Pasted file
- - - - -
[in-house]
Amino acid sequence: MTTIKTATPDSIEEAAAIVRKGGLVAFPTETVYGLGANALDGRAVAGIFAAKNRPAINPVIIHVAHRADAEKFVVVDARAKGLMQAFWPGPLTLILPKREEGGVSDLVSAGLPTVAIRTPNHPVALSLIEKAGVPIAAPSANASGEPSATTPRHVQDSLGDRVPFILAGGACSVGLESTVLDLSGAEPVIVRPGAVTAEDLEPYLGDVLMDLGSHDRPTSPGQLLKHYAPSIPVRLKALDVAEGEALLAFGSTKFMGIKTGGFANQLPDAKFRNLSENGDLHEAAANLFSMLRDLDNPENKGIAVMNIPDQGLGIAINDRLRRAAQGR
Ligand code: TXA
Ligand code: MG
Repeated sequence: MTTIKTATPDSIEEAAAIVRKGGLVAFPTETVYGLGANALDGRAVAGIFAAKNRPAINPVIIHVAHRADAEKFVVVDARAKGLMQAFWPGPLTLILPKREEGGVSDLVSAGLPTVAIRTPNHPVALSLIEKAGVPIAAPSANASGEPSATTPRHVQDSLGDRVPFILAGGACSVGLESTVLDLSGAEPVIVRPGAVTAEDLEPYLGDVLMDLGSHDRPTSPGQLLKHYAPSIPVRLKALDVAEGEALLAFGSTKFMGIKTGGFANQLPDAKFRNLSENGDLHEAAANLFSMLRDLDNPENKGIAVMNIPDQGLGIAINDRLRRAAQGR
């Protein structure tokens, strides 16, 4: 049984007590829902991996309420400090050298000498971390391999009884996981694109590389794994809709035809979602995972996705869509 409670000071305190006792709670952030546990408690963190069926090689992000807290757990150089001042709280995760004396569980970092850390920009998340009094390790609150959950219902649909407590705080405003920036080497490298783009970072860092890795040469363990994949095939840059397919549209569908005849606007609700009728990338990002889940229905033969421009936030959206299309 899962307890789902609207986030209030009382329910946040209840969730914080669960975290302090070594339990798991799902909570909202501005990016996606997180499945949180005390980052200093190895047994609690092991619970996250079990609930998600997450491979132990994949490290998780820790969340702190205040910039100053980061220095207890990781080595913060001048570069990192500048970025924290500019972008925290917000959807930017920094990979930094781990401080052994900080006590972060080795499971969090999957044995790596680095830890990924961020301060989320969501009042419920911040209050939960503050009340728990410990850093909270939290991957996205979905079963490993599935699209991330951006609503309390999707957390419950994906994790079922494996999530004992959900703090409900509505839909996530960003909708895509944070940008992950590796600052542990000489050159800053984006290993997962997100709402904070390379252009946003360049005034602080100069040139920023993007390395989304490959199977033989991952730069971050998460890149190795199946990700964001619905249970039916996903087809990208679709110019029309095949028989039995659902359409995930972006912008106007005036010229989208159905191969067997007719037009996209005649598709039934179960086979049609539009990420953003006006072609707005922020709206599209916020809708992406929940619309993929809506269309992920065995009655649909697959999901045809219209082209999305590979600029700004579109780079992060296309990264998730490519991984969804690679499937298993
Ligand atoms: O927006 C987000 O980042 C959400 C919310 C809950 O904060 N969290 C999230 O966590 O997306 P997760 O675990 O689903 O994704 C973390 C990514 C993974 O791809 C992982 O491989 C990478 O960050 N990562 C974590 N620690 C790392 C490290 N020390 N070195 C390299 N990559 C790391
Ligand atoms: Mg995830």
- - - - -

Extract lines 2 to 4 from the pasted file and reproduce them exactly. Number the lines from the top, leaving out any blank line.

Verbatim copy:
Amino acid sequence: MTTIKTATPDSIEEAAAIVRKGGLVAFPTETVYGLGANALDGRAVAGIFAAKNRPAINPVIIHVAHRADAEKFVVVDARAKGLMQAFWPGPLTLILPKREEGGVSDLVSAGLPTVAIRTPNHPVALSLIEKAGVPIAAPSANASGEPSATTPRHVQDSLGDRVPFILAGGACSVGLESTVLDLSGAEPVIVRPGAVTAEDLEPYLGDVLMDLGSHDRPTSPGQLLKHYAPSIPVRLKALDVAEGEALLAFGSTKFMGIKTGGFANQLPDAKFRNLSENGDLHEAAANLFSMLRDLDNPENKGIAVMNIPDQGLGIAINDRLRRAAQGR
Ligand code: TXA
Ligand code: MG